On this day in 1923, Patrick Alfred Caldwell-Moore was born in Pinner, Middlesex. He developed an interest in astronomy from an early age, joining the British Astronomical Association at the age of eleven and running his first observatory at the age of fourteen. He joined the Royal Air Force at sixteen, having lied about his age, and served as a navigator for Bomber Command. At the age of twenty, he lost his fiancée, a nurse, to a bomb that struck her ambulance. The event affected the young Patrick Moore deeply; having lost the love of his life, he never married.
In 1953, he produced the most comprehensive atlas to date of the surface of the Moon. It is a mark of this achievement that a decade-and-a-half later, that same atlas was used by NASA to plot the Apollo lunar landings, and also informed the lunar probes of the Soviet space programme. In 1957 – the same year the launch of Sputnik announced the beginning of the Space Age – Patrick Moore was asked to present a live astronomy programme on the BBC. The Sky at Night was first broadcast on 24th April that year. Although initially only scheduled for three episodes it was still running over half a century later and Moore was still its host – a record unlikely to be surpassed.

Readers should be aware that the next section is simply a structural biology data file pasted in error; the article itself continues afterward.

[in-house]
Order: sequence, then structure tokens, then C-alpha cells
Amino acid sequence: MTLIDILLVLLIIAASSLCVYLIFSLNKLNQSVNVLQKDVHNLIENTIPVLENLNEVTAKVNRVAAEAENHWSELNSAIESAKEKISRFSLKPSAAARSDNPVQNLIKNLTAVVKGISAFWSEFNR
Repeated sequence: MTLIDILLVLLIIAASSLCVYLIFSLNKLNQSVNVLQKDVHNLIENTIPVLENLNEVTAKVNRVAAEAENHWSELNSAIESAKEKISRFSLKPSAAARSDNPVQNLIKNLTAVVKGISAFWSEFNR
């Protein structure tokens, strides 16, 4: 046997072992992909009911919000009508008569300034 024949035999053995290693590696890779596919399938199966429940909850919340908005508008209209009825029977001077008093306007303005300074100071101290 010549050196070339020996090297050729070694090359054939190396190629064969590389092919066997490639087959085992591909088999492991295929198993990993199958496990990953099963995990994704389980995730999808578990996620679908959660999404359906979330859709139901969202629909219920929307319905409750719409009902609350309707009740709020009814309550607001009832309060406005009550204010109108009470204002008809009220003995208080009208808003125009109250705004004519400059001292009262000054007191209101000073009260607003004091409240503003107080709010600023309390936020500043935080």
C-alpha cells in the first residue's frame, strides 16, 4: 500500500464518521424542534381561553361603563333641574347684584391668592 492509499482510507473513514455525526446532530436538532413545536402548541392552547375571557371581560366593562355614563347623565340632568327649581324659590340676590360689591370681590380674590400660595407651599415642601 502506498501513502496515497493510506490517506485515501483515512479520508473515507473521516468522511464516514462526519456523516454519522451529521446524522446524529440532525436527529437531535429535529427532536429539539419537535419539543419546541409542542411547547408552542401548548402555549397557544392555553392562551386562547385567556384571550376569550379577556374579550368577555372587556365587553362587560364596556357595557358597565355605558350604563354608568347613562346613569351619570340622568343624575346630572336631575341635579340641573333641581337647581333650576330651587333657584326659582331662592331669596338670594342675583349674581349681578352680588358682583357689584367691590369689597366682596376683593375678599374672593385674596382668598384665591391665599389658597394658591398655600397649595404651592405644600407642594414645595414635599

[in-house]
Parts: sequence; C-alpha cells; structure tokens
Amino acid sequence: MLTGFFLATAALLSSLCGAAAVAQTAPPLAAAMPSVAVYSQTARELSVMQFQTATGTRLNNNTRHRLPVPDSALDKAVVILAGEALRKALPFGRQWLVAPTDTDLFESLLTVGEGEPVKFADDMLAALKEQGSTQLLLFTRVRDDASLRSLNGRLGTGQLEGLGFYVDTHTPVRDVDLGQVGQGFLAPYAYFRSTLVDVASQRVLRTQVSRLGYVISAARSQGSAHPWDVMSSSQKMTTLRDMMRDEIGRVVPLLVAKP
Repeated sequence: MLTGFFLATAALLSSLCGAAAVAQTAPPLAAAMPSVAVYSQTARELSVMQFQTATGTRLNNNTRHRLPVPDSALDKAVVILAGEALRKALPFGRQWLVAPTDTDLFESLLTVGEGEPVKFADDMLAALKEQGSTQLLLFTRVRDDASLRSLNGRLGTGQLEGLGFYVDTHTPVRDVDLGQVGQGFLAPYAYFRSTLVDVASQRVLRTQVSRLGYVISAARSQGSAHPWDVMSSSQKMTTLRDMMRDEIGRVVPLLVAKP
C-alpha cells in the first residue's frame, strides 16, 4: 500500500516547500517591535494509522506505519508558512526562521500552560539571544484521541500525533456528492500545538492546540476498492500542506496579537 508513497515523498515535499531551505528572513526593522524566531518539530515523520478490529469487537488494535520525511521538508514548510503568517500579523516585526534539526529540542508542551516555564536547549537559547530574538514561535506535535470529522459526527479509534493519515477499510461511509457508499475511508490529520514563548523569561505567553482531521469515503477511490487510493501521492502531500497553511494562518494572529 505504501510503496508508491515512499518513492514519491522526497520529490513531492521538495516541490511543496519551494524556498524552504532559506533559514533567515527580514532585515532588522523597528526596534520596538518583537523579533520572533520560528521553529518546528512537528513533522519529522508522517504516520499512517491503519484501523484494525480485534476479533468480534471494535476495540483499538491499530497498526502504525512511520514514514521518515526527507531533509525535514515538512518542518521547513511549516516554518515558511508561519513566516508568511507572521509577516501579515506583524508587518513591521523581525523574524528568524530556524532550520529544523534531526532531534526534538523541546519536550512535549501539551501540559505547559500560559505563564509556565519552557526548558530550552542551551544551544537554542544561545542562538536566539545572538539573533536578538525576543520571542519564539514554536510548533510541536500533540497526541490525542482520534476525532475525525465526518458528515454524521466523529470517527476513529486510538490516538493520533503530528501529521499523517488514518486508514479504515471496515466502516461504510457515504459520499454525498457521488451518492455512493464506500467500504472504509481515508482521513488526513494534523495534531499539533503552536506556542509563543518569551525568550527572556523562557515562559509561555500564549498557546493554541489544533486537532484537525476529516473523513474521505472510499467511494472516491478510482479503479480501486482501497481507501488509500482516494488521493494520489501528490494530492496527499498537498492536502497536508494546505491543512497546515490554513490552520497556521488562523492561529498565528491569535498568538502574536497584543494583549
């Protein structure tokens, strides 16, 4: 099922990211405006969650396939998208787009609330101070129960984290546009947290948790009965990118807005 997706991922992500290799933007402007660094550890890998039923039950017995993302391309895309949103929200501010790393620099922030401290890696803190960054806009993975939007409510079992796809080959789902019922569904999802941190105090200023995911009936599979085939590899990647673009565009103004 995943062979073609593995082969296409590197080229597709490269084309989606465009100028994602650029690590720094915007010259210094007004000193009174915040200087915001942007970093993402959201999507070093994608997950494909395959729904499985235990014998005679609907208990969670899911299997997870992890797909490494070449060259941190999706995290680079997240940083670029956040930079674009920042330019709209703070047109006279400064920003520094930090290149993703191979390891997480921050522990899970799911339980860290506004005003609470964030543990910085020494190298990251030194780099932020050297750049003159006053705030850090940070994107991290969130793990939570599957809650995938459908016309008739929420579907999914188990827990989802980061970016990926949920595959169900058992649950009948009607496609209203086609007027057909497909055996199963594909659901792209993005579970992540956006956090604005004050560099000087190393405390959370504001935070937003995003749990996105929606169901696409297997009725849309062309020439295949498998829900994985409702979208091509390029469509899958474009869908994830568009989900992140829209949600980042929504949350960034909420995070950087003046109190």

A tireless enthusiast for the science of astronomy, Patrick Moore dutifully replied to every piece of mail he received – much of it from young children he had himself inspired to an interest in the field – typing his letters on the same 1908 Woodstock typewriter he used for all of his manuscripts (much to his publishers’ frustration). It would be an Herculean task to list all of the people he influenced and inspired but it is known that he was responsible for persuading the astrophysicist and world-famous rock star, Brian May, to take his PhD.
Beyond astronomy, Patrick Moore was a writer of children’s science fiction adventures, a keen amateur cricketer, an accomplished pianist and a pop cultural personality in his own right, who never took himself too seriously – as multiple appearances on the likes of The Morecombe & Wise Show and The Goodies amply demonstrated. For all of his ability to laugh at himself and his humility in refusing to accept that viewers tuned in to The Sky at Night for him rather than for the astronomy, it is clear that he was one of the most important figures in British post-war television.